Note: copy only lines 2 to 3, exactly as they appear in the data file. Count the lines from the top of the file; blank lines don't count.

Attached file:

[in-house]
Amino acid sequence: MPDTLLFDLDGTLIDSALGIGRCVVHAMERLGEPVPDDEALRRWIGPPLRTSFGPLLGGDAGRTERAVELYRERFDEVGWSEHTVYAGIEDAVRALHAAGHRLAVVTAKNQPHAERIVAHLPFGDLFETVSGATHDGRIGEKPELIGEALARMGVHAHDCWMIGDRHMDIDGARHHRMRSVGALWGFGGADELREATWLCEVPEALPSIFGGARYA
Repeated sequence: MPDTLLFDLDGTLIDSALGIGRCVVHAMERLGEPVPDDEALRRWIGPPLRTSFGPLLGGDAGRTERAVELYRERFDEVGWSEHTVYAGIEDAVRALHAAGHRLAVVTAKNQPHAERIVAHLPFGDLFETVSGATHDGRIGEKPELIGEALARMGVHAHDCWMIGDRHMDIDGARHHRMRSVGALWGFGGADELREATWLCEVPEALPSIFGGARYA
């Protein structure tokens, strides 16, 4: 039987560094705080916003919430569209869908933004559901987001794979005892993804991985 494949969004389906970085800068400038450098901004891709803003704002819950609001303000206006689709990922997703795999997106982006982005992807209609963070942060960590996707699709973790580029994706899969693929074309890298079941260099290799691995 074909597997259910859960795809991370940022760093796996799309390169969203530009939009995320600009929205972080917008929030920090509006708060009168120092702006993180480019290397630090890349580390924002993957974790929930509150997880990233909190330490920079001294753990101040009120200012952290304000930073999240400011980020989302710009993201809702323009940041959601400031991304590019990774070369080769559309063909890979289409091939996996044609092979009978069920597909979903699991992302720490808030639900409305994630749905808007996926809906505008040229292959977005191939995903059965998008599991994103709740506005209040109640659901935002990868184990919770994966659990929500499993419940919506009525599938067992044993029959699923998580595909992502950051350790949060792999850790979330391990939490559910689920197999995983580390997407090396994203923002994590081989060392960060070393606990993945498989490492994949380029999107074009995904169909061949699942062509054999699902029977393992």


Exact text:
Amino acid sequence: MPDTLLFDLDGTLIDSALGIGRCVVHAMERLGEPVPDDEALRRWIGPPLRTSFGPLLGGDAGRTERAVELYRERFDEVGWSEHTVYAGIEDAVRALHAAGHRLAVVTAKNQPHAERIVAHLPFGDLFETVSGATHDGRIGEKPELIGEALARMGVHAHDCWMIGDRHMDIDGARHHRMRSVGALWGFGGADELREATWLCEVPEALPSIFGGARYA
Repeated sequence: MPDTLLFDLDGTLIDSALGIGRCVVHAMERLGEPVPDDEALRRWIGPPLRTSFGPLLGGDAGRTERAVELYRERFDEVGWSEHTVYAGIEDAVRALHAAGHRLAVVTAKNQPHAERIVAHLPFGDLFETVSGATHDGRIGEKPELIGEALARMGVHAHDCWMIGDRHMDIDGARHHRMRSVGALWGFGGADELREATWLCEVPEALPSIFGGARYA